Ban on free IVF in Cambridgeshire looks set to continue
Whether or not routine IVF will be available on the NHS in Cambridgeshire will be decided tomorrow (Tuesday).
The decision to extend a suspension into a longer-term withdrawal of the service looked set to go ahead earlier this year, with multiple delays raising the prospect of a change.
But despite “new information from the Department of Health,” the recommendation being put to the county’s NHS bosses tomorrow is still to extend the suspension, with no specified end-date.
Routine treatment for women under 40 is available almost everywhere else in England.
Official guidelines state it should be available, but each Clinical Commissioning Group (CCG) makes the final decision in their area.
Cambridgeshire and Peterborough is one of just five CCGs that does not offer routine IVF according to Fertility Fairness, out of the 196 the campaign group claims to have data for.
It was suspended in Cambridgeshire in 2017, with the CCG citing a negative financial situation – it claims to be the third lowest funded CCG in England.
That suspension was due to be reviewed already in April, and then June, then July – but the decisions were delayed.
The recommendation put to the Governance Board for its meeting tomorrow is to continue its suspension, now until the CCG “returns to a sustainable financial surplus”.
The full recommendation reads: “The Governing Body is asked to approve the recommendation from the Integrated Performance and Assurance Committee to continue not to fund the provision of specialist fertility services until such point that the CCG returns to a sustainable financial surplus or is instructed otherwise by our Regulators.”
But the financial situation has been getting worse since the initial suspension in 2017. The CCG had a £21.6m deficit then, which has risen to a forecast £75m this year.
The IVF decision is one of many the CCG has made and is looking to make to reduce its deficit and return to surplus – but it has not said when that will be.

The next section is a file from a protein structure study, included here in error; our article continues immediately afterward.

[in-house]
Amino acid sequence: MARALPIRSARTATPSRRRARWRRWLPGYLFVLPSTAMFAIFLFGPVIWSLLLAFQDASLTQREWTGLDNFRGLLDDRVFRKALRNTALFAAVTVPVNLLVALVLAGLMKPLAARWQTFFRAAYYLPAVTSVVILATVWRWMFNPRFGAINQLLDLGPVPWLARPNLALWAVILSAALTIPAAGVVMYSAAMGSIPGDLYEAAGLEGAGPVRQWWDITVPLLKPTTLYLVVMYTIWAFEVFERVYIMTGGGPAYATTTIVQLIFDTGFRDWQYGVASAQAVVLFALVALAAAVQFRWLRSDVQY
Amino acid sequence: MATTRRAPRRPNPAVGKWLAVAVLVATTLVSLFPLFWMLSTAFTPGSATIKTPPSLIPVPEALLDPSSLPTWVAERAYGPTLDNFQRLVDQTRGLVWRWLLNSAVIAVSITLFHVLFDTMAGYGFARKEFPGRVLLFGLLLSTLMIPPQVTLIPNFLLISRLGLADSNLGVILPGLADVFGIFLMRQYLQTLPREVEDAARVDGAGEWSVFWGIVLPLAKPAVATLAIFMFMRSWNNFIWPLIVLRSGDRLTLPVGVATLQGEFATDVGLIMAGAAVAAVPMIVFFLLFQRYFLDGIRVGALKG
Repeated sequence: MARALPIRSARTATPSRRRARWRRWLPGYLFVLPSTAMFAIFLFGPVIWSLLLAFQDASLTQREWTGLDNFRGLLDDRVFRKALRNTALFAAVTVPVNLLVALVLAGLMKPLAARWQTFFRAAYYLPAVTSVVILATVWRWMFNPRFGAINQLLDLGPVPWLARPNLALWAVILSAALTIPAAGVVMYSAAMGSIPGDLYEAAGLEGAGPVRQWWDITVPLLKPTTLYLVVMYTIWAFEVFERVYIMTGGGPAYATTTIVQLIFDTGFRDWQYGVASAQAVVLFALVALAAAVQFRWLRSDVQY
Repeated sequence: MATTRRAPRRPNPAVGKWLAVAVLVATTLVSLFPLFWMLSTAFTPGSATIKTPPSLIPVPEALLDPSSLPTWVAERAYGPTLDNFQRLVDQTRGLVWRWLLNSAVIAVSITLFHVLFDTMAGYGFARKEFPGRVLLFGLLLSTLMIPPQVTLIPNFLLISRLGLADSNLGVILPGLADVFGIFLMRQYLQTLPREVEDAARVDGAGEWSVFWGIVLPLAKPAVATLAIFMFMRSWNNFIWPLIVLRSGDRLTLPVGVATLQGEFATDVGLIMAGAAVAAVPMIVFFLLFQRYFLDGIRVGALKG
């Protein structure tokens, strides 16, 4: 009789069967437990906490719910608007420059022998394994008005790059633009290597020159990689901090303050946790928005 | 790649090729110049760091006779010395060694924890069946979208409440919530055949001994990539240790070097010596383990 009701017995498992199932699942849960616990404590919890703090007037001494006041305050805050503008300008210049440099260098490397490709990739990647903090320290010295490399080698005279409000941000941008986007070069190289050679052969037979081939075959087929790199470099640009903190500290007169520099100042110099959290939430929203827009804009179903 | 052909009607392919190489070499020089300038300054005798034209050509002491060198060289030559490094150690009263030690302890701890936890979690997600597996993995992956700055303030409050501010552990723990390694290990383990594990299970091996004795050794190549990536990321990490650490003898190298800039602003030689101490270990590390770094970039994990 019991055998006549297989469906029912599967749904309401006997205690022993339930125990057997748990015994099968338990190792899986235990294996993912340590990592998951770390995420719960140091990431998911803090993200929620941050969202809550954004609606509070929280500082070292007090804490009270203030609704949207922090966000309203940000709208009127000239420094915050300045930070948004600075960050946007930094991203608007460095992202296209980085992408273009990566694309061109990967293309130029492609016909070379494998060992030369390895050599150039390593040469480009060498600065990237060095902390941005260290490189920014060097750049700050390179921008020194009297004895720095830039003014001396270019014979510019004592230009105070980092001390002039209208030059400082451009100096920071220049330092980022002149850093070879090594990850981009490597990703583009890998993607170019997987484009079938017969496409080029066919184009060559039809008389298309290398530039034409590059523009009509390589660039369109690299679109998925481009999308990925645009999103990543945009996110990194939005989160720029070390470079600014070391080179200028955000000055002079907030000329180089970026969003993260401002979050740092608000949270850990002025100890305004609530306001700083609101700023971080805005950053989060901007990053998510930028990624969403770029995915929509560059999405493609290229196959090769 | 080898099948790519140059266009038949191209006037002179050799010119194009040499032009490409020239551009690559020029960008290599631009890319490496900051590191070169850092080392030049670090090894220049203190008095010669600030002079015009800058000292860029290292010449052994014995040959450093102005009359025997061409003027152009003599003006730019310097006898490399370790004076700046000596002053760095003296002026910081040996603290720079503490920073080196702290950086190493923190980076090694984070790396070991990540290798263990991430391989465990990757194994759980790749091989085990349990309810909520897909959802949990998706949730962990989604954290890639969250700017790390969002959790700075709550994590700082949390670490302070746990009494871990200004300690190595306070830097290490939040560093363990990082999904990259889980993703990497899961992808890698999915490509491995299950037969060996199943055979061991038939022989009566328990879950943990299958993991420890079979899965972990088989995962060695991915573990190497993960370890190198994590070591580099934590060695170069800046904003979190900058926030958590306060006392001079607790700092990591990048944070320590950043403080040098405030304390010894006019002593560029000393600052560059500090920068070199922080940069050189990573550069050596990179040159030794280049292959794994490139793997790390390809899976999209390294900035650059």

IVF – in vitro fertilisation – is a medical procedure where an egg removed from a woman’s ovaries is fertilised with sperm in a laboratory, and can help couples with fertility problems to conceive.
The technique is used across the world but was first successfully carried out in Cambridgeshire.
IVF will still be available at private practices.
How much does it cost the CCG and how many people use it?
The CCG says its average cost per patient is close to £5,000 per cycle of IVF.
The original suspension was expected to save £700k per year.
The latest CCG report shows that between September 2017 and March 2019 it saved £730k.
The CCG estimates that 159 patients have been impacted by the suspension between September 2017 and June 2019.
If the suspension continues then the CCG estimates that a total of 148 patients will be affected in 2019/20 and a further 154 patients in 2020/21.
Where can you get free IVF, and what do the guidelines say?
According to the national guidance provided by the National Institute for Health and Care Excellence (NICE), IVF should be made available on the NHS in a greater capacity than in Cambridgeshire and Peterborough. Although the NICE guidelines to state that each CCG makes the final decision.
Campaign group Fertility Fairness says four other CCGs do not currently offer routine IVF: Croydon, Mid Essex, North East Essex, and Basildon and Brentwood.
It means four of the five are in the east, and even share a boundary.
Contrast that with the rest of the country – Fertility Fairness claims 127 CCGs offer one cycle of IVF, 40 offer two cycles, and 24 offer three cycles.
According to NICE, women aged under 40 should be offered three cycles of IVF treatment on the NHS if:
– they’ve been trying to get pregnant through regular unprotected sex for two years
– they’ve not been able to get pregnant after 12 cycles of artificial insemination
– tests indicate it is the only treatment
The NICE guidelines also say women aged 40 to 42 should be offered one cycle of IVF on the NHS if all of the following criteria are met:
– they’ve been trying to get pregnant through regular unprotected sex for 2 years, or haven’t been able to get pregnant after 12 cycles of artificial insemination
– they’ve never had IVF treatment before
– they show no evidence of low ovarian reserve (where eggs in your ovaries are low in number or quality)
-they’ve been informed of the additional implications of IVF and pregnancy at this age
– if tests indicate it is the only treatment
Exceptions to the current suspension of specialist fertility services
The CCG says there are two exceptions to the suspension: egg/sperm/embryo storage for cancer patients; and sperm washing provided to men who have a chronic viral infection, whose female partner does not, and where intrauterine insemination is being considered.